May 21, 2007
Intense fighting has raged for a second day between troops and Islamic militants at a Palestinian refugee camp near the Lebanese city of Tripoli.
At least nine civilians died during clashes at the Nahr al-Bared camp, home to some 40,000 Palestinian refugees.
Thick plumes of black smoke clogged the skies over the camp as night fell after a day of shelling and artillery fire.
The army vowed to stop shelling Fatah al-Islam, suspected of links to al-Qaeda and Syria, if it stops firing.
Sources said militants had pledged to withdraw from positions facing Lebanese troops after negotiations with Palestinian militant group Islamic Jihad, although sporadic fire continued despite the reported truce.
The Fatah al-Islam group had threatened to widen its campaign unless the Lebanese army stopped the shelling.
Red Cross officials have appealed for a truce to let aid agencies reach those worst affected by the violence.
The BBC's Jim Muir, in Beirut, says that in addition to the desperate need for medical relief within the camp, electricity supplies have been cut and there is limited water.
A planned two-hour ceasefire on Monday ended after just a few minutes, with clashes resuming before United Nations and Red Cross vehicles could enter the camp.
Medical workers have only been able to evacuate 16 of the many injured civilians and sick trapped inside the camp.
The UN Secretary-General's special envoy, Terje Roed-Larson, condemned the violence as he met Egyptian President Hosni Mubarak after presenting a report on Lebanon to the UN Security Council.
US President George W Bush told Reuters that the Islamists needed to be stopped, "Extremists that are trying to topple that young democracy need to be reined in," he said.
He added that he was not going to accuse Syria of being involved in this particular conflict until he had better information.
Syria's ambassador to the United Nations, Bashar Jaafari, denied his country had any link to the group, and said some of them had been in jail in Syria for their support for al-Qaeda.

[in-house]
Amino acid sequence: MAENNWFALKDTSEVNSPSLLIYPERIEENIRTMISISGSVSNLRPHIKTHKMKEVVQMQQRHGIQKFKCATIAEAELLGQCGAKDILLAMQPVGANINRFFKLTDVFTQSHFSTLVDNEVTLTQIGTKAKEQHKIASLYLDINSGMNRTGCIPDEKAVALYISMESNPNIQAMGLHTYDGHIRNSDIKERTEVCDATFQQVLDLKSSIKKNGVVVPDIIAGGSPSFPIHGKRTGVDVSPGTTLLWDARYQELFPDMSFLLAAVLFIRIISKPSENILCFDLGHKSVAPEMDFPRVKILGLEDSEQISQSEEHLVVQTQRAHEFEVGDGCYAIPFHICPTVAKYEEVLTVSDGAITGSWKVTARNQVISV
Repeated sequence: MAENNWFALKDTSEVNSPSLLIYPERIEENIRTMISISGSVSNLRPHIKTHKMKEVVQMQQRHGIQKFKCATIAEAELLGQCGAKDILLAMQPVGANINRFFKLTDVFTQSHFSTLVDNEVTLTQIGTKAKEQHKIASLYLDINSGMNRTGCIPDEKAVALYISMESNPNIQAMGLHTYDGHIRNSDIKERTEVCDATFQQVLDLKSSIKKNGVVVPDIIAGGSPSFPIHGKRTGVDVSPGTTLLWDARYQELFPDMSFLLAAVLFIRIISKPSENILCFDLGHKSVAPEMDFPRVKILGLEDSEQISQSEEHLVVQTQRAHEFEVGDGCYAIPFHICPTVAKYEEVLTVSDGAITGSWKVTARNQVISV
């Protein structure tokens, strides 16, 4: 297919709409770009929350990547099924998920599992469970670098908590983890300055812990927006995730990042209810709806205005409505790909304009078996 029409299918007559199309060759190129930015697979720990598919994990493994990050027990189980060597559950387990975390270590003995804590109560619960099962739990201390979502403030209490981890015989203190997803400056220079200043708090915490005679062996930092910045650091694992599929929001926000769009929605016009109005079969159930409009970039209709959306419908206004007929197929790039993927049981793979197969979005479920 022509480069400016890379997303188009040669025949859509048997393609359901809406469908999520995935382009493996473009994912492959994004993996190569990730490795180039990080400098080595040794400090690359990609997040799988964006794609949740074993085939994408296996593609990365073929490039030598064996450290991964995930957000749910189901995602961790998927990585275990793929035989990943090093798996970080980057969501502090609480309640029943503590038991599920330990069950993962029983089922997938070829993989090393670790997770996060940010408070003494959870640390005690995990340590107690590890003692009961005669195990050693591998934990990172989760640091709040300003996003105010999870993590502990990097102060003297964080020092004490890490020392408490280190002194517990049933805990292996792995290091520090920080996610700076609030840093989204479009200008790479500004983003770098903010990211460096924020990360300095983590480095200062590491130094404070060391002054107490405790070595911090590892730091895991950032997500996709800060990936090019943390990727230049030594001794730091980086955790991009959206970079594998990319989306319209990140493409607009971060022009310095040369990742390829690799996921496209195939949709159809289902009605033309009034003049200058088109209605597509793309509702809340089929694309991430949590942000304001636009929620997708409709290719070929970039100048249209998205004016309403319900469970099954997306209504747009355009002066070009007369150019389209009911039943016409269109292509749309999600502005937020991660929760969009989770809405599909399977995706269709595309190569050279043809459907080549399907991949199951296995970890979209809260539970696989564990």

In a separate incident on Monday, a bomb exploded in an upmarket area of the Lebanese capital, Beirut, injuring at least six people.
The fighting, which began on Monday, is the bloodiest internal conflict in Lebanon since the civil war ended 17 years ago.
On Sunday, 50 people were killed at the camp, which houses about 40,000 Palestinian refugees.
The clashes erupted when security forces tried to arrest suspects in a bank robbery. Militants from Fatah al-Islam then attacked army posts at the entrances to the camp.
The Lebanese army regained control of the camp's perimeter but clashes have continued.
Lebanon is clearly determined to eradicate Fatah al-Islam but the militant group is well armed, highly motivated and well dug in, our correspondent says.
Civilian casualties have not been confirmed by the Lebanese authorities which, under a 38-year-old deal, are not allowed to go into the camp.
More Lebanese troops were brought in as the fighting developed
Lebanon is home to more than 350,000 Palestinian refugees, many of whom fled or left their homes when Israel was created in 1948.
Fatah al-Islam is a radical Palestinian splinter group alleged to have links with al-Qaeda. Lebanese officials also believe it has ties to Syrian intelligence. Other Palestinian groups have distanced themselves from Fatah al-Islam.
There are rival theories about what lies behind the latest violence, says the BBC's Roger Hardy.
Government ministers suspect Syria is behind the violence, with the aim of destabilising the country. Others see a quite separate radical Islamist agenda, our correspondent says.